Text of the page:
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Weekly Economic Briefing
28 March 2017
Although headline Consumer Price Index (CPI) inflation is currently running at 2.7% year-on-year (y/y), that rate currently embeds the substantial increase in oil and other energy prices from their February 2016 lows that will drop out of the figures over the next few months. As a consequence, headline inflation developments over the coming year are likely to be driven more by the trend in core inflation measures, which currently sit at 2.2% y/y in the case of the CPI and 1.7% for Personal Consumption Expenditures (PCE). Economists’ (including those at the Federal Reserve) forecasts for core inflation, are for the most part guided (either explicitly or implicitly) by Phillips Curve or labour market slack based models of the inflation-generating process, along with some augmentation for the impact of inflation expectations and persistence. However, such models face serious problems. Not only is the apparent responsiveness of core inflation to slack very weak, but its forecasting performance is poor, and their models are often beaten by much simpler autoregressive models in which the forecaster’s best guess for core inflation in the next period is whatever it was in the previous period.
Given the importance of core inflation to the outlook for monetary policy and asset prices, we have begun looking into this issue more deeply. As a starting point we decided to look at how the correlation structure of core inflation with the change in the unemployment gap (the actual unemployment rate minus estimates of the NAIRU) had varied over time and across different measures of underlying inflation. Our analysis suggests that the apparent failures of slack-based models may be partly due to changes in how slack has been transmitted through its components. To illustrate, we began by measuring the correlation between the unemployment gap and 10 different measures of underlying inflation over eight different lag lengths between January 1987 and January 2017 (see Table 1). What we found was that the correlations varied significantly – from near zero for core goods CPI inflation to 0.45 for the Cleveland Fed’s weighted median CPI – as did the lag structure, though the indicators with the highest correlations generally peaked after 15 months. However, when we decompose the correlation structure into three sub-samples – 1987 to 1997; 1997 to 2007; and 2007 to the present – we see that the full sample masks a lot of change. For example, average correlations for each measure were generally higher in each sub-sample, though the transmission length varied a lot. In the 1987 to 1997 period, changing slack was more highly correlated with core goods inflation than in the latter periods – perhaps due to the effects of globalisation. The correlation with core services inflation was generally higher and more stable, though the correlation was especially high during the pre-crisis credit boom when OER inflation and the labour market were moving in lock-step. That also helps explain why the market-based core PCE inflation measure – which has a much lower weight for housing – had such a low correlation with the change in slack during that period and arguably why the Fed kept policy too loose for too long. The upshot is that when we take account of the changes in the transmission of slack to core inflation, and incorporate a wider range of inflation indicators into our analysis, a relationship can still be identified, underpinning our expectation for the domestic components of core inflation to continue to slowly grind up over the next 12 months.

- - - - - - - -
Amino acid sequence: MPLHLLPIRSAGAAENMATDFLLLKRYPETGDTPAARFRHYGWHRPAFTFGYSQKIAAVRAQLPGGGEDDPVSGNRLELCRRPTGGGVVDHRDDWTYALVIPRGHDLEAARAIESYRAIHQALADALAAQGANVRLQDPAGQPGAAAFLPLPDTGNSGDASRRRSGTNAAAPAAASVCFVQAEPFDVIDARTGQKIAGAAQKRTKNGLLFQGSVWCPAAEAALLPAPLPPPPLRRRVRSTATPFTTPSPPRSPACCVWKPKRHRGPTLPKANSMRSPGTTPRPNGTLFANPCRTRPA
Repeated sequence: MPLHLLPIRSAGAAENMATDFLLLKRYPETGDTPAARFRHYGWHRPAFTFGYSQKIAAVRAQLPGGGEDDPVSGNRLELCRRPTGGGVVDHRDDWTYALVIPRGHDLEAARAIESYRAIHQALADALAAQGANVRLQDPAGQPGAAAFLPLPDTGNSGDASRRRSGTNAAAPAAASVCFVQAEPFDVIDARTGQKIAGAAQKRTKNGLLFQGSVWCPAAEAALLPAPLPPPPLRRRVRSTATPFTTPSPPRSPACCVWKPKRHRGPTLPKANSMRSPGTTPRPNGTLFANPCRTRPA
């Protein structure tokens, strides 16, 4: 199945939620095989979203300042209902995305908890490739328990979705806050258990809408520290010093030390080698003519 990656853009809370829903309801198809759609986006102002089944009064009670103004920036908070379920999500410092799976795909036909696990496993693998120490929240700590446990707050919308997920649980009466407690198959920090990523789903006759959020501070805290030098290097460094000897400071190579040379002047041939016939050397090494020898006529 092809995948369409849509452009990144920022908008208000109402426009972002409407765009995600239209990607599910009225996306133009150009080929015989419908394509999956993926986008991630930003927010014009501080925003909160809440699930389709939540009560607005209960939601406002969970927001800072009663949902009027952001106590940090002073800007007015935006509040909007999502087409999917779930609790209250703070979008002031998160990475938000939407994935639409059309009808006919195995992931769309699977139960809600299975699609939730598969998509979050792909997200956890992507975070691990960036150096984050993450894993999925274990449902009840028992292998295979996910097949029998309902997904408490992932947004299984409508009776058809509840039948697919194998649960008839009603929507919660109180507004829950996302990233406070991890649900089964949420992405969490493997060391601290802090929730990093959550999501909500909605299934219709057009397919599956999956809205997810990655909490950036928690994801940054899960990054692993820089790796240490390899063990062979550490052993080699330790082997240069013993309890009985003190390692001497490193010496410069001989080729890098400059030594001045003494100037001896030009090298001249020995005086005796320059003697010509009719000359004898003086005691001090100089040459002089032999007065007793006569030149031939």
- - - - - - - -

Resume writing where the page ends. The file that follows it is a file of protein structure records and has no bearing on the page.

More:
Jeremy Lawson, Chief Economist
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